NFL combine snubs can still find NFL success

Kirby Lee-USA TODAY Sports

Not getting invited to the Combine is a bummer, but it's not an automatic death sentence for NFL hopefuls. Here are some of the top snubs who went on to find success in the NFL.

The 2014 NFL Combine has come and gone, and as teams look ahead to the pro days leading up to the NFL Draft in May, let's take a look back at the prospects who didn't get invited to Indianapolis but still carved out an NFL career.

It's true that the Combine is the most important measuring stick for NFL hopefuls, but not getting invited isn't an automatic death sentence for a player's professional career. After all, 335 prospects got invited this year, but there are only 256 spots open in the draft, so a lot of them will be left out of the loop. That opens a potential door for non-invitees to get scouts' attention over the next month.

Let's take a look at the most notable Combine snubs who have managed to carve out an NFL career.

Wes Welker, Denver Broncos--An undrafted free agent out of Texas Tech, Welker might be the best-known success story of Combine snubs. He was a part-time player and special teamer with the Miami Dolphins for three years, but truly came into his own after being traded to the New England Patriots, catching 100 or more passes in five out of six seasons.

Osi Umenyiora, Atlanta Falcons--The New York Giants took Umenyiora in the second round of the 2003 draft, and he became an essential part of New York's two Super Bowl teams, racking up 75 sacks in nine seasons. The Giants let him walk in free agency after the 2012 season, and in the face of advancing age he's still producing, getting 7.5 sacks in his first season in Atlanta.

Sebastian Vollmer, New England Patriots--Despite not going to Indianapolis, the German offensive lineman had a private workout with the Patriots. He impressed enough that they took him in the second round of the 2009 draft, raising some eyebrows in the process. Here's what NFL.com had to say about the pick:

The Patriots pick up an intriguing developmental prospect in Vollmer. The former Cougar started his college career as a tight end but he developed into a quality offensive tackle prospect as a senior. Though he lacks the athleticism to play left tackle as a pro, Vollmer has the size and length to develop into a starting right tackle in time.

Vollmer has gone on to be one of the best right tackles in the league, becoming a second-team All-Pro in 2010.

Julian Edelman, New England Patriots--Sticking with the Patriots here, Edelman was a seventh-round pick in 2009. He played quarterback at Kent State and got New England's attention during his pro day. Being a seventh rounder, NFL.com didn't have high expectations:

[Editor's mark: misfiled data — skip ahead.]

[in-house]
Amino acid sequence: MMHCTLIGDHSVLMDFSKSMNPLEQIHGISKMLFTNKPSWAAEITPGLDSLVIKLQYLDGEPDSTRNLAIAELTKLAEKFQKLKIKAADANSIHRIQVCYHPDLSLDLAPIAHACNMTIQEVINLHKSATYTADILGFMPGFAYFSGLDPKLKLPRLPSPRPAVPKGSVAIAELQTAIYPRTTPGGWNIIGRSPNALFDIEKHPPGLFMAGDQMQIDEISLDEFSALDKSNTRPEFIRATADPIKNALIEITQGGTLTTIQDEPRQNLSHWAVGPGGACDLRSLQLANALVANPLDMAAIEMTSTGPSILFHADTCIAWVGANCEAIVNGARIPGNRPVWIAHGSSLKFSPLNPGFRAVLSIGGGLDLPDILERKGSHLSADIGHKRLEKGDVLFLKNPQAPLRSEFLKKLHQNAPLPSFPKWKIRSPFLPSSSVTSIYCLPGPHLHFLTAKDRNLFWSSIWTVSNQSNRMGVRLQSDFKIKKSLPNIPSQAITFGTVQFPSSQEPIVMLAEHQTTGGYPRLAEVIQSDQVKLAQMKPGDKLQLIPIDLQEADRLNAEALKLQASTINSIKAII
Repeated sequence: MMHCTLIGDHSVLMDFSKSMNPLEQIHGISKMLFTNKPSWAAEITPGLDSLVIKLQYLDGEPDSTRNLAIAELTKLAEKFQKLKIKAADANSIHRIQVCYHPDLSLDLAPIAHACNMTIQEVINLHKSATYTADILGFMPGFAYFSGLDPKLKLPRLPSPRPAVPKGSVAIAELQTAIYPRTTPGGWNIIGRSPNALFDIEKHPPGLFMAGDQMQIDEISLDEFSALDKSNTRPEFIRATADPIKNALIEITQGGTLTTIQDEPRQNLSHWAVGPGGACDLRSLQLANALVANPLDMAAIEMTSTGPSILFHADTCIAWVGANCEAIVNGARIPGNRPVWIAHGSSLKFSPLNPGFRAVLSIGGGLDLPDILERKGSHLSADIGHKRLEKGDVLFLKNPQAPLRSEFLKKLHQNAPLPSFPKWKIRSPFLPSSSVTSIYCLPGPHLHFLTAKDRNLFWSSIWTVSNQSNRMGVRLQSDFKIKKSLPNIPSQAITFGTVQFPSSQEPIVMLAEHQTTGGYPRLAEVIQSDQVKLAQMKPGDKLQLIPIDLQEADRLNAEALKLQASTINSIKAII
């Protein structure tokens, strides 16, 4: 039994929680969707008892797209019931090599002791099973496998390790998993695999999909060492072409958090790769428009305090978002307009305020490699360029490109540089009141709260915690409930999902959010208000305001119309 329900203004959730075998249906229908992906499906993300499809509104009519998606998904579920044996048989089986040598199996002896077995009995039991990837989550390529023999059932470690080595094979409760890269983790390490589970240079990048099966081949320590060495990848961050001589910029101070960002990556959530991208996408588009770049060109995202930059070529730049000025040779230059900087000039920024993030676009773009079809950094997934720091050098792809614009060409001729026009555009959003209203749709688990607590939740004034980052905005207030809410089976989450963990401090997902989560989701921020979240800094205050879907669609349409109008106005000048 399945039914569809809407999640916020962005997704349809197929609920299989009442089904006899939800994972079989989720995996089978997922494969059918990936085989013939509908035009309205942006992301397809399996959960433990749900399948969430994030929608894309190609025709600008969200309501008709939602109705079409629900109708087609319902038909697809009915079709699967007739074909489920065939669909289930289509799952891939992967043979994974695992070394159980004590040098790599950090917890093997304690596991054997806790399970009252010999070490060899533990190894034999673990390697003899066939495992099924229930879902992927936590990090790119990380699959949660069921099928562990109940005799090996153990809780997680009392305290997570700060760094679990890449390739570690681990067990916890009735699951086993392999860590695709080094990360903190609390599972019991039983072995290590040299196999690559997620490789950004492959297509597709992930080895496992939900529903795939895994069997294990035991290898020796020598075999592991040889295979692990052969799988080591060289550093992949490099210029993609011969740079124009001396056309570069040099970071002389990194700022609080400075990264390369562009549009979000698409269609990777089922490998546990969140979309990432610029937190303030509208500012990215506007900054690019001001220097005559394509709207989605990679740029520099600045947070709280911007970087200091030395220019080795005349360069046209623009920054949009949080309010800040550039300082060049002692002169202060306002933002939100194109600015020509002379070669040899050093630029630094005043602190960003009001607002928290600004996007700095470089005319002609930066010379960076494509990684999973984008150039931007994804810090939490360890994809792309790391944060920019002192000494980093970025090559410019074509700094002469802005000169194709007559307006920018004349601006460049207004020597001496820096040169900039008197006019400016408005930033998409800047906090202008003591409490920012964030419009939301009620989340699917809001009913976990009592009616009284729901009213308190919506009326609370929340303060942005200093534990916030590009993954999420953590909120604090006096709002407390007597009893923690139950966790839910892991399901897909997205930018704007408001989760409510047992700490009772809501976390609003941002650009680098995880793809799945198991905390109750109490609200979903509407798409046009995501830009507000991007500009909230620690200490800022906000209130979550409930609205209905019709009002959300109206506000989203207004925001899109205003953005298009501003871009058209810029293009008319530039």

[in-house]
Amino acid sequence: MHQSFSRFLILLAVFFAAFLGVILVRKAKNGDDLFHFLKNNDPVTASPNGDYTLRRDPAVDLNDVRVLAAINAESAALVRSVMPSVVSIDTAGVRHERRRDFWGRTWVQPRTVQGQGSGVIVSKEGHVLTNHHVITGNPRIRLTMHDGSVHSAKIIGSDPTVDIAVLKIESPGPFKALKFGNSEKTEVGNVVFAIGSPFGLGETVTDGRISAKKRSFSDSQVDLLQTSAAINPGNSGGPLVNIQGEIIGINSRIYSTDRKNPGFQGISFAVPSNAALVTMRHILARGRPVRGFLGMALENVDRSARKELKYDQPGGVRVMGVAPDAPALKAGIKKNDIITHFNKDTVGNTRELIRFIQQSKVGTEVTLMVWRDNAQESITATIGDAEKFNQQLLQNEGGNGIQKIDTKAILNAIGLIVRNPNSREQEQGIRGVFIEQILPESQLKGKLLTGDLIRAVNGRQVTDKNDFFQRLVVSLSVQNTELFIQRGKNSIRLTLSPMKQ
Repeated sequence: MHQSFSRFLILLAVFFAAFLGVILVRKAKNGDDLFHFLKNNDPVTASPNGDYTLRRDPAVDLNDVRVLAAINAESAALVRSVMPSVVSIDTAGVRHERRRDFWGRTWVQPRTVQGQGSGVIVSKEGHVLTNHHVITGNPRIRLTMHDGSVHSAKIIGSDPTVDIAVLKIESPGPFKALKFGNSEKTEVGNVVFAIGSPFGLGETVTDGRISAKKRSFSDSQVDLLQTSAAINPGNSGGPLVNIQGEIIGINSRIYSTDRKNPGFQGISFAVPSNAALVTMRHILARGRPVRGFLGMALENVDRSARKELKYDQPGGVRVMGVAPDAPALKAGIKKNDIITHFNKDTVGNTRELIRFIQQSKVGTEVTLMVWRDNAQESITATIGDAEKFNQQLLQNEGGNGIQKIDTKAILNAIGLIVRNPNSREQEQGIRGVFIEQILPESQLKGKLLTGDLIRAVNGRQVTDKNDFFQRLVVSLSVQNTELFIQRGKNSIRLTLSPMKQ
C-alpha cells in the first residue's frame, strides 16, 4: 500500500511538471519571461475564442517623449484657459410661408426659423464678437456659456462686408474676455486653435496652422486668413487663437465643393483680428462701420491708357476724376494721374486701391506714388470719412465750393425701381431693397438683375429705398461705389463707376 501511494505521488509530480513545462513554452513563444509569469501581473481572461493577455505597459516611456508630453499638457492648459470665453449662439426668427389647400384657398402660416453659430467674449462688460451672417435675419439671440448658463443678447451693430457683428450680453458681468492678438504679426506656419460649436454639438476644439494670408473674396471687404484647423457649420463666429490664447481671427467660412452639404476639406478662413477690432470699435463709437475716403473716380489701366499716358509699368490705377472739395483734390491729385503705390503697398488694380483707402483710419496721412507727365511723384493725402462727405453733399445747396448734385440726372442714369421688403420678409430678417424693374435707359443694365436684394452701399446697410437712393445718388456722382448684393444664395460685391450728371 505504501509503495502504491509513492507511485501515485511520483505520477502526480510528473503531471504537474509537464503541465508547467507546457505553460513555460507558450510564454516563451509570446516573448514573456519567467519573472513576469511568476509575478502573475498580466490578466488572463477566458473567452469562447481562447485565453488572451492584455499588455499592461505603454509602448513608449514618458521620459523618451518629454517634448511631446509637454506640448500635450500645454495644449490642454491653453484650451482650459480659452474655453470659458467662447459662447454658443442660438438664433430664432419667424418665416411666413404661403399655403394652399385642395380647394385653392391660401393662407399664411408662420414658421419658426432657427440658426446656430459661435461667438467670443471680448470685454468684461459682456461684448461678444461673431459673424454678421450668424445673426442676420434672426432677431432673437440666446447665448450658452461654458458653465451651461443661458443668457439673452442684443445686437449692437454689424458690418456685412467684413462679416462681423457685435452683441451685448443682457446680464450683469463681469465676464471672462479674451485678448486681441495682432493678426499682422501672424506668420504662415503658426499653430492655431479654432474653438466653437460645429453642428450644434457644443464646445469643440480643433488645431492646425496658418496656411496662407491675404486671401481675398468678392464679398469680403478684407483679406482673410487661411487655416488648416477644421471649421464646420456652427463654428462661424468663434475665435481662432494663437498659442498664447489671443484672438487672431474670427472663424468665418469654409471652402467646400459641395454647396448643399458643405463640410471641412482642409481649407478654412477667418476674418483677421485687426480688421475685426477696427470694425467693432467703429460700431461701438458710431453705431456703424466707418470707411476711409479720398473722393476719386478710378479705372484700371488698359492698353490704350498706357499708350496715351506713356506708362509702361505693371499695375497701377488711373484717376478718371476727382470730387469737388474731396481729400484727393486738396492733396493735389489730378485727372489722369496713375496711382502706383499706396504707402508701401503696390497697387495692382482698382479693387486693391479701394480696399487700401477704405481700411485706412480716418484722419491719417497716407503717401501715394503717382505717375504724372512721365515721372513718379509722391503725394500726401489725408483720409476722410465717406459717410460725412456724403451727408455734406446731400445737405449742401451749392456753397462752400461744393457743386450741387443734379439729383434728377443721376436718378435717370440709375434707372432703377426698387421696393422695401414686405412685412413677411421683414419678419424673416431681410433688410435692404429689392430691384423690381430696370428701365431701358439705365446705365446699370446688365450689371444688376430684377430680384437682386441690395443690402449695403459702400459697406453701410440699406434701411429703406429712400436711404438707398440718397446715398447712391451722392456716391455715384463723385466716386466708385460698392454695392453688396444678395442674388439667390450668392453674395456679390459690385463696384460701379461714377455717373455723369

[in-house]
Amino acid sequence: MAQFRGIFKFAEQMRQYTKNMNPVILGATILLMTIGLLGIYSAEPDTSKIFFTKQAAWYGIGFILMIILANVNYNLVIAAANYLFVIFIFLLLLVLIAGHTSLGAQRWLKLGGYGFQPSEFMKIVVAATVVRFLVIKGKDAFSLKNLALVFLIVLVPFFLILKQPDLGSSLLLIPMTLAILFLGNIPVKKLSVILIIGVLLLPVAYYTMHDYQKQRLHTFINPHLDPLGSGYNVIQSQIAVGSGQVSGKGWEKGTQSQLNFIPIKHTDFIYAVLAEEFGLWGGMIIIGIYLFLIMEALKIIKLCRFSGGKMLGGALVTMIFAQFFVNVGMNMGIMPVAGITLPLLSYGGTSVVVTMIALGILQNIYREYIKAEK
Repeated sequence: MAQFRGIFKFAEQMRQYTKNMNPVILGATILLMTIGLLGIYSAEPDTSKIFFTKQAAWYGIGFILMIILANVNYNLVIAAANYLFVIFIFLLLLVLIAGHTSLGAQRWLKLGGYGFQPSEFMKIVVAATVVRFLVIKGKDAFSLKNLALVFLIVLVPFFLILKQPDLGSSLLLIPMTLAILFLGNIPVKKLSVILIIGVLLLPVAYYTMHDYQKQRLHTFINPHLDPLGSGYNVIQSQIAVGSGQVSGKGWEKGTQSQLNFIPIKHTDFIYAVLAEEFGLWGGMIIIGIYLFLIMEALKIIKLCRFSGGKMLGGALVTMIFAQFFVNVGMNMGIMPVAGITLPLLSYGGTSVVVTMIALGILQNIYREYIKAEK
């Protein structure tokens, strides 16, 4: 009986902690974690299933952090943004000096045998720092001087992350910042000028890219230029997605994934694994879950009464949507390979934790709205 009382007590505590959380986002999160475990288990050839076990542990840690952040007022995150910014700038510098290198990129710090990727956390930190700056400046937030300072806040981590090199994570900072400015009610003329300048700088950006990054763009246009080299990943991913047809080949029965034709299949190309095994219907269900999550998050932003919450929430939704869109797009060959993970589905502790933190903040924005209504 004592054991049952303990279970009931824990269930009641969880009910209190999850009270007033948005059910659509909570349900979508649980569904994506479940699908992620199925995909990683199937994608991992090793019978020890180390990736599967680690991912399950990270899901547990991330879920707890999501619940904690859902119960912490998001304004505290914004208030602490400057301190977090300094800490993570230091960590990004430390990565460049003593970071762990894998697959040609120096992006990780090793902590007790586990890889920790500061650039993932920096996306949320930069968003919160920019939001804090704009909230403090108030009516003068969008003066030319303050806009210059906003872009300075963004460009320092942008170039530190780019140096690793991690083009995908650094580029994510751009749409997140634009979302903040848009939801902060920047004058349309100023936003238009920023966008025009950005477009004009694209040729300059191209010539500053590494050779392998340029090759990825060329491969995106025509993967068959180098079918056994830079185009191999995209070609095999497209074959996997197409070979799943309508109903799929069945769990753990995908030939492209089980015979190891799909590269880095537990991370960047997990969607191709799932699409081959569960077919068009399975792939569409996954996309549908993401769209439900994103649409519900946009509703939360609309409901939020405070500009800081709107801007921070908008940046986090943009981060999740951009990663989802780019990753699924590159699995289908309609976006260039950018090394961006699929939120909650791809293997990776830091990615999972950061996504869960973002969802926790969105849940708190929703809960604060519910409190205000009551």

Edelman will function in the Wildcat formation for the Patriots. He was unbelievably productive as a college quarterback and can make the club as a specialist in certain packages. He's an intriguing prospect for New England.

Edelman was moved to wide receiver and was mostly a special teams player for his first four years. He broke out in a big way in 2013, setting career highs with 105 catches and emerging as Tom Brady's new favorite weapon after Wes Welker left. Now a free agent, Edelman is looking to cash in on his career year.

Malcolm Smith, Seattle Seahawks--A seventh-round pick in 2011, the former Trojan was reunited with his college coach Pete Carroll. Here's what Rotoworld had to say about the pick:

Smith is an old pal of Pete Carroll's, who brought him in for an official pre-draft visit a few weeks back. Though just a two-year starter at weak-side linebacker at USC, Smith is a workout dynamo. He benched 225 pounds 28 times at the Trojans' March 30 Pro Day, and ran 4.47 at 6-foot-1, 225. Smith projects as a special teamer and possible nickel 'backer in Seattle.

Smith indeed started off as a special teams guy and part-time player. He earned more playing time in 2013, and enjoyed his best success yet. Smith had a coming out party in the playoffs, catching Richard Sherman's tipped ball to clinch the NFC Championship Game and running back a pick-six in the Super Bowl, winning the MVP award.

Smith is an encouraging success story for the guys that didn't get invited to the Combine. He told MMQB that he's still angry at the snub and uses it as a constant motivational tool:

"It's not how you start, it's how you finish," he said. "Let it humble you, and let it give you fire. You know, I have the 2011 draft bookmarked on my computer. I'd say once a month, at least, I open it up and scroll through and look at all the names, one through 254. I still do now. I just want to see all those picked ahead of me and what happened to them. Winning the Super Bowl validated my progress and validated that I can play."

This year, the most notable Combine snubs include Wyoming quarterback Brett Smith, who was one of the 13 underclassmen who did not go to Indianapolis. South Carolina defensive end Chaz Sutton also didn't get an invitation despite recording as many sacks as teammate Jadeveon Clowney. San Jose State wide receiver Chandler Jones was David Fales' top target, but he didn't join his teammate at the Combine. Finally, Washington quarterback Keith Price felt disrespected by his snub and vowed to work even harder to make it as an NFL starter.

The Combine remains an important event, but it's possible for players not invited to get their NFL shot with enough effort and motivation. The pro days, private workouts and training camp invitations will be even more crucial to these players going forward, as they hope to prove those scouts wrong for not inviting them.

Malcolm Smith didn't go to Indianapolis, but he did go to Disney World. We're guessing he's OK with the trade-off.

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